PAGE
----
It is also important to retain the policy that colleges provide an investigative report that fairly summarizes the evidence.  Without a fair report, colleges are free to proceed based only on information from the accused.  In one case[2], the investigative file was missing most of what the accused student said in his interview with the investigator.  The college claimed the recording of his interview was corrupted and the investigator didn’t take notes.  Rather than interviewing him again, the college proceeded to a hearing, with a file that contained several pages of evidence from the accuser and half a page from the accused.  The student was found responsible and suspended.

Students who are suspended or expelled for Title IX violations face the sudden end of their educational and career aspirations.  They are left in a world of fear, uncertainty, anxiety, and depression.  Do they want to return to the college that suspended them? Can they transfer to another college with this mark on their record? Do they even want to try? And what will become of their future if they don’t?  They are ostracized by their peers and fear interactions with others.  For the falsely accused, it is as if they are wearing a scarlet letter “R” for “rapist,” but they did nothing wrong.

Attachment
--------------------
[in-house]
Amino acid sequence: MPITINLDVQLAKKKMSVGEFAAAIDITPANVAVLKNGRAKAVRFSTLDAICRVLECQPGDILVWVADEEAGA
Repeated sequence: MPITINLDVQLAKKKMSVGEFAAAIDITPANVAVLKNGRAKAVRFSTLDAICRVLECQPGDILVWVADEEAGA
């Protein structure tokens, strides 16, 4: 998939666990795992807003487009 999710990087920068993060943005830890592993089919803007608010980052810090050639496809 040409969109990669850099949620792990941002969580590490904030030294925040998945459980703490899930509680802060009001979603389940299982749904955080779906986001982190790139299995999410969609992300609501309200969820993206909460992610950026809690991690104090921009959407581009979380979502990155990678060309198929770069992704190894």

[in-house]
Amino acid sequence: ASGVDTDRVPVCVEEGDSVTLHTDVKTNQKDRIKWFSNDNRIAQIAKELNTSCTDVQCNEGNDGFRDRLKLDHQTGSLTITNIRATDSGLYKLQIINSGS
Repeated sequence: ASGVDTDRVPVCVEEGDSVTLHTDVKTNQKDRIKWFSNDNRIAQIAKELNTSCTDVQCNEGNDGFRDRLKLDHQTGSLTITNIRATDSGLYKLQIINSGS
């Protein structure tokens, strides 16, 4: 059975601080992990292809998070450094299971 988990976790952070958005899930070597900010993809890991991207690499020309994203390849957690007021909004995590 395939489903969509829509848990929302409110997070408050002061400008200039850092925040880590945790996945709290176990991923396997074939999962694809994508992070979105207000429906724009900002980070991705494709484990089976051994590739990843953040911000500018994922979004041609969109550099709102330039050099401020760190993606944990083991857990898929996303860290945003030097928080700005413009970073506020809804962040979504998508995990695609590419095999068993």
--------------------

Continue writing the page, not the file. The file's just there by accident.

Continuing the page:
Despite college policies claiming that students are presumed innocent, this is not always the case in practice, especially before the 2020 regulations.  Students feel they are presumed guilty and that nothing they say makes a difference, especially when they are not given a fair opportunity to tell their side of the story or challenge the evidence against them.  The process is traumatic and dehumanizing for students, creating a PTSD that is triggered even by receiving an email from a college official.  They don’t trust the colleges to get to the truth of what happened.  Without allowing students to cross-examine their accusers or receive a fair investigation, how can colleges accurately determine who is responsible and who is not?

I do not diminish the trauma that victims of sexual assault go through.  OCR should consider that accused students are traumatized too, especially under the prior regulations that gave them few rights and little opportunity to have their side of the story told. OCR should give students equal rights and opportunities to be heard, because without regulations that give both students due process, the colleges will not.


[1] “U.S. Department of Education Launches New Title IX Resources for Students, Institutions As New Rule Takes Effect,” August 14, 2020,

[2] OCR found that the college discriminated against this student on the basis of sex and did not provide him with a fair process.